15. I now have to consider the authorities which have or have not established the Niyoga rule as a prohibition in adoption. Bhagwan Singh v. Bhagwan Singh (1895) 17 All 294. How far is the matter covered by the authority which is binding on me? So far as the Privy Council is concerned, there are three cases which have to be referred to Collector of Madura v. Muthu Ramalinga Sathupathi (1867-69) 12 M I A 397., especially at p. 441; Bhagwan Singh v. Bhagwan Singh (1899) 21 All 412 both cases and Pattu Lal v. Mt. Parbate Kunwar 1915 P C 15., especially at 161. Neither of these decisions directly covers the point at issue, nor directly established or otherwise the Niyoga rule.
16. I therefore have to consider whether they have done so by implication. Counsel Mr. Bose contends that they impliedly approved it. Some of the modern authorities contend that they have impliedly rejected it. Before coming to a conclusion on this point it is advisable to consider the direct authorities. (1888) 11 Mad 49 (F B). In Madras there are direct authorities in favour of the rule, 11 Mad 49 (1888) 11 Mad 49 (F B). (which I have already quoted); a later case Ranganayakamma v. Somasundara Rao 1920 Mad 451. which accepted as a general rule, the marriage or Niyoga test, and on this basis, in the absence of special custom held that the adoption of a brother's daughter's son is invalid. Bengal: Haran Chander v. Hurro Mohun (1881) 6 Cal 41., the difficulty about this case is that while in the concluding portion of the judgment the learned Judges say that the shadow of a son appears 'to have been purely descriptive' in the body of the judgment they refer to the marriage or Niyoga rule as a generally accepted rule of Hindu Law. Allahabad: Bhagwan Singh v. Bhagwan Singh (1895) 17 All 294. In Bhagwan Singh v. Bhagwan Singh (1895) 17 All 294. [the second case dealt with by the Privy Council in Bhagwan Singh v. Bhagwan Singh (1899) 21 All 412] Sir John Edge and the majority of the Court disapproved the Niyoga rule. Banejee, J., in an elaborate judgment, as I have already indicated supported it. Upon the main point at issue (the three specific cases) the dissenting judgment of Banerjee, J., was upheld The Board was not called upon to express an opinion on the Niyoga rule. Ramchandra v. Gopal (1908) 32 Bom 619: Bombay has been really the only dissenting voice. In 32 Bombay, while expressing no very great approval of Nanda Pandit's Niyoga rule, the Court proceeded upon the basis that it was not necessary to attack it because the adoption there was valid unless it came under the extension of the Niyoga rule for which Sutherland is considered responsible. It therefore rejected Sutherland's gloss on Nanda Pandit. It was not necessary for it to attack Nanda Pandit's gloss. In the later cases, Yamnava v. Laxman Bhimrao (1912) 36 Bom 533. at 536, the Courts confined the marriage or Niyoga rule to 'the three specific cases' established as to the subject of mandatory prohibition by the Privy Council in 26.1 A 153 Bhagwan Singh v. Bhagwan Singh (1899) 21 All 412 They did not take the unnecessary risk of attacking the rule itself. In Gajanan v. Kashinath 1915 Bom 99. the Court took the view that Nanda Pandit's rule of exclusion should only be regarded as mandatory where it coincided with the 'three specific instances'' given in the text. That brings us back to the rulings of the Board. Mr. Bose contends that this Niyoga or marriage rule having been brought to its attention both in Bhagwan Singh v. Bhagwan Singh (1899) 21 All 412 and in Pattu Lal v. Mt. Parbate Kunwar 1915 P C 15. and no adverse comment having been made that it has been inferentially accepted by the Board. The case in Pattu Lal v. Mt. Parbate Kunwar 1915 P C 15. was one in which the adoption was attacked on Nanda Pandit's application by analogy or Niyoga rules to adoption by females, and the passage reads as follows:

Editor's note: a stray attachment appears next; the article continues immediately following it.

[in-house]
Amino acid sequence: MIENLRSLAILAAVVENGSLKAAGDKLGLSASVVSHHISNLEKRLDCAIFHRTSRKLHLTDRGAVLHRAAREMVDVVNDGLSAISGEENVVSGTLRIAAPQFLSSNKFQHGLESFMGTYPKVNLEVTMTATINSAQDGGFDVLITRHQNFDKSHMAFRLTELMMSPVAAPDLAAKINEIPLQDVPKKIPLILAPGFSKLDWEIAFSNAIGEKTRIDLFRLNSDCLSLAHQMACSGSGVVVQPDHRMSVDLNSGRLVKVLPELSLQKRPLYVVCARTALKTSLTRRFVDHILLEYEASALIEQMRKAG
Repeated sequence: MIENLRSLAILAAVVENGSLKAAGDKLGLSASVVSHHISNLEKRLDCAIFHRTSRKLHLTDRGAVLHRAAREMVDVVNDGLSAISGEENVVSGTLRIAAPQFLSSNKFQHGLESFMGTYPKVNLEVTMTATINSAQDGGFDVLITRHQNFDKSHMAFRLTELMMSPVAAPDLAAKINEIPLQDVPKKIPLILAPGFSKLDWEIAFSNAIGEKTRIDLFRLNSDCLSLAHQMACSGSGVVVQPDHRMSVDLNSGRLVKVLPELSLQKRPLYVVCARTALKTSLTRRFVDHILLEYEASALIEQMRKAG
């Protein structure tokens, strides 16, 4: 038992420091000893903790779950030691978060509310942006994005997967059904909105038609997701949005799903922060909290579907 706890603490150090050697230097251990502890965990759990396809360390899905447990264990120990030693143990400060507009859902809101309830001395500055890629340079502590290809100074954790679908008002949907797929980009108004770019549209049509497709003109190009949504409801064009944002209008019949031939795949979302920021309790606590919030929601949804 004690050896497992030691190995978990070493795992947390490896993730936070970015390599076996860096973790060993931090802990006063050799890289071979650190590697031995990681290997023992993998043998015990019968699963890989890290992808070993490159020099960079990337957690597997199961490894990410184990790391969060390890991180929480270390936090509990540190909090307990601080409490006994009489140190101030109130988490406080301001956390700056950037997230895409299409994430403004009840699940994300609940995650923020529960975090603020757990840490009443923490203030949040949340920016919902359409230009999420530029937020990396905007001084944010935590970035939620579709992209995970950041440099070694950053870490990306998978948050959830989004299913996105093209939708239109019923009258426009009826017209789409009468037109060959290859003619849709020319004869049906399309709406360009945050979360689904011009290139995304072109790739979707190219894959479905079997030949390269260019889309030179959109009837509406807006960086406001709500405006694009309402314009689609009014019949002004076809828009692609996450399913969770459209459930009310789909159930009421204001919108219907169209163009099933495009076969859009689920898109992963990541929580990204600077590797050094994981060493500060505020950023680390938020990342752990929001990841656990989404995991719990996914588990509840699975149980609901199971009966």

17. It was pointed out by Banerji, J., in Jai singh Pal Singh v. Bijai Pal Singh (1905) 27 All 417. on this question as to whether a widow can lawfully adopt to her deceased husband a son of her own-brother, that Nanda Pandita in the Dattaka Mimamsa extended to adoption by females the rule of Hindu Law that no one can be adopted as a son whose mother the adopter could not have legally married, an extension by Nanda Pandita which is not the base upon the authority of any of the Smritis or institutes of sages.